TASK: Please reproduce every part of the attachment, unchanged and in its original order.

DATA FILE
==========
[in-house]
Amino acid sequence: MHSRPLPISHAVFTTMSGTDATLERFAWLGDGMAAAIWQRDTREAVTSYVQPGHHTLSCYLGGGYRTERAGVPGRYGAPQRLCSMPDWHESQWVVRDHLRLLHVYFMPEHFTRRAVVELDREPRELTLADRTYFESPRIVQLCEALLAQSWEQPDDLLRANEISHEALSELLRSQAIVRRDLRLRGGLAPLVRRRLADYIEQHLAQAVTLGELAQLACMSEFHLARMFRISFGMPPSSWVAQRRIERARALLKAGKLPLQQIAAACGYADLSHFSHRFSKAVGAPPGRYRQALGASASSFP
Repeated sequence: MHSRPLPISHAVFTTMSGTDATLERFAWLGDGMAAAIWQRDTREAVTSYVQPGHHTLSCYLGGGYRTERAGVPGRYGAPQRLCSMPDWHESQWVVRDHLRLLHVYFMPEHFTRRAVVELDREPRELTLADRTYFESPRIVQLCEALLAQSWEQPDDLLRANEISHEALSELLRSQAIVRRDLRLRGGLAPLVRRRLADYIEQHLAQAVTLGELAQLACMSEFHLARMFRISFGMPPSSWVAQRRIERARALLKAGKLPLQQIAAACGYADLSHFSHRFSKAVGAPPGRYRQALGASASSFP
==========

[in-house]
Amino acid sequence: MHSRPLPISHAVFTTMSGTDATLERFAWLGDGMAAAIWQRDTREAVTSYVQPGHHTLSCYLGGGYRTERAGVPGRYGAPQRLCSMPDWHESQWVVRDHLRLLHVYFMPEHFTRRAVVELDREPRELTLADRTYFESPRIVQLCEALLAQSWEQPDDLLRANEISHEALSELLRSQAIVRRDLRLRGGLAPLVRRRLADYIEQHLAQAVTLGELAQLACMSEFHLARMFRISFGMPPSSWVAQRRIERARALLKAGKLPLQQIAAACGYADLSHFSHRFSKAVGAPPGRYRQALGASASSFP
Repeated sequence: MHSRPLPISHAVFTTMSGTDATLERFAWLGDGMAAAIWQRDTREAVTSYVQPGHHTLSCYLGGGYRTERAGVPGRYGAPQRLCSMPDWHESQWVVRDHLRLLHVYFMPEHFTRRAVVELDREPRELTLADRTYFESPRIVQLCEALLAQSWEQPDDLLRANEISHEALSELLRSQAIVRRDLRLRGGLAPLVRRRLADYIEQHLAQAVTLGELAQLACMSEFHLARMFRISFGMPPSSWVAQRRIERARALLKAGKLPLQQIAAACGYADLSHFSHRFSKAVGAPPGRYRQALGASASSFP